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Synopsis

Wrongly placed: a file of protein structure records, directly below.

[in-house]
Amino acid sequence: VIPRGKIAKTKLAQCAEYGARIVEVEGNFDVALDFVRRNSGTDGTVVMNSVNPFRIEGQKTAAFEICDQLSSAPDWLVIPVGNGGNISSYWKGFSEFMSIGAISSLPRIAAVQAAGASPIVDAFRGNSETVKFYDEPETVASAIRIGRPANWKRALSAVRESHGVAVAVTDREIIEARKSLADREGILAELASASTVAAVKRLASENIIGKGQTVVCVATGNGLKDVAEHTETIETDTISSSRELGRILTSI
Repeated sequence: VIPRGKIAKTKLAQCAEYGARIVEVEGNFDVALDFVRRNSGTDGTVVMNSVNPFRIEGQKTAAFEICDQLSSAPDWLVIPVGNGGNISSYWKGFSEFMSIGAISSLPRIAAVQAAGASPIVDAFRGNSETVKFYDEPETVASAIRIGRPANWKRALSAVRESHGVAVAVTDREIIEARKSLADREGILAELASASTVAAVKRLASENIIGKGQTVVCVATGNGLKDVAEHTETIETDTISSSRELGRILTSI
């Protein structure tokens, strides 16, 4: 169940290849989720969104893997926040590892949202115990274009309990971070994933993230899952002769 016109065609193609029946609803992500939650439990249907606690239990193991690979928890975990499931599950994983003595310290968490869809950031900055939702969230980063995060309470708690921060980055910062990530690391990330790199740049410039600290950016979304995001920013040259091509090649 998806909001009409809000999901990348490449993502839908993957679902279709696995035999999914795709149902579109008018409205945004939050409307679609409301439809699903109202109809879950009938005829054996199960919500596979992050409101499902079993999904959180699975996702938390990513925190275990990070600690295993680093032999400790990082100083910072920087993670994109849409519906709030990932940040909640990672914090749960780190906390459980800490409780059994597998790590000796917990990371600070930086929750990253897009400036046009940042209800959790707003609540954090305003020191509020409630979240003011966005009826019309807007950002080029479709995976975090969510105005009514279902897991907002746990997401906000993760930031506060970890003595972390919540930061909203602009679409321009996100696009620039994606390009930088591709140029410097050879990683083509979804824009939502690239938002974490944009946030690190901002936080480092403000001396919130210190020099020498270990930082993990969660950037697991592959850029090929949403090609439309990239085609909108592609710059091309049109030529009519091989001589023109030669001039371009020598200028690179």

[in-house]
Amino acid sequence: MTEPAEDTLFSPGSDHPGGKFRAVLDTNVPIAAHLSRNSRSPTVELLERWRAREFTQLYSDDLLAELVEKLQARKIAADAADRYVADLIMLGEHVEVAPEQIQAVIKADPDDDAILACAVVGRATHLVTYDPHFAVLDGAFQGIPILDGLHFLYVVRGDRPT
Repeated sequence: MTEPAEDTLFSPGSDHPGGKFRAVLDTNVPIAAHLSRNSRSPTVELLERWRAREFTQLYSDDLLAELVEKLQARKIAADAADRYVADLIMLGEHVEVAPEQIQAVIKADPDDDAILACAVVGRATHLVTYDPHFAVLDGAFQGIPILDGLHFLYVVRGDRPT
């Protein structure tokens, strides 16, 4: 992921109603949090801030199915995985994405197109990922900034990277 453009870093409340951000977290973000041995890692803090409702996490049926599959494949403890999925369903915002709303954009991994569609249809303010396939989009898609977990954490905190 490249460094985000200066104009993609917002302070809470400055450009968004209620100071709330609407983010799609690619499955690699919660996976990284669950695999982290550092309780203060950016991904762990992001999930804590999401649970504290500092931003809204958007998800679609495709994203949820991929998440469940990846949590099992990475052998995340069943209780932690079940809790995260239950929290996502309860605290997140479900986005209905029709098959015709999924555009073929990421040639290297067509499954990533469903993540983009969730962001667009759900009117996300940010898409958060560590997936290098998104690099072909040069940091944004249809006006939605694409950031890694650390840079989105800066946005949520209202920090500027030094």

Alan Watts introduced millions of Western readers to Zen and other Eastern philosophies. But he is also recognized as a brilliant commentator on Judeo-Christian traditions as well as a celebrity philosopher who exemplified the ideas and lifestyle of the 1960s counterculture. In this compilation of controversial lectures that Watts delivered at American universities throughout the sixties he challenges readers to reevaluate Western culture's most hallowed constructs. Watts treads the familiar ground of interpreting Eastern traditions but he also covers new territory exploring the counterculture's basis in the ancient tribal and shamanic cultures of Asia Siberia and the Americas. In the process he addresses some of the era's most important questions: What is the nature of reality? How does an individual's relationship to society affect this reality? Filled with Watts's playful provocative style the talks show the remarkable scope of a philosopher at his prime exploring and defining the sixties counterculture as only Alan Watts could.

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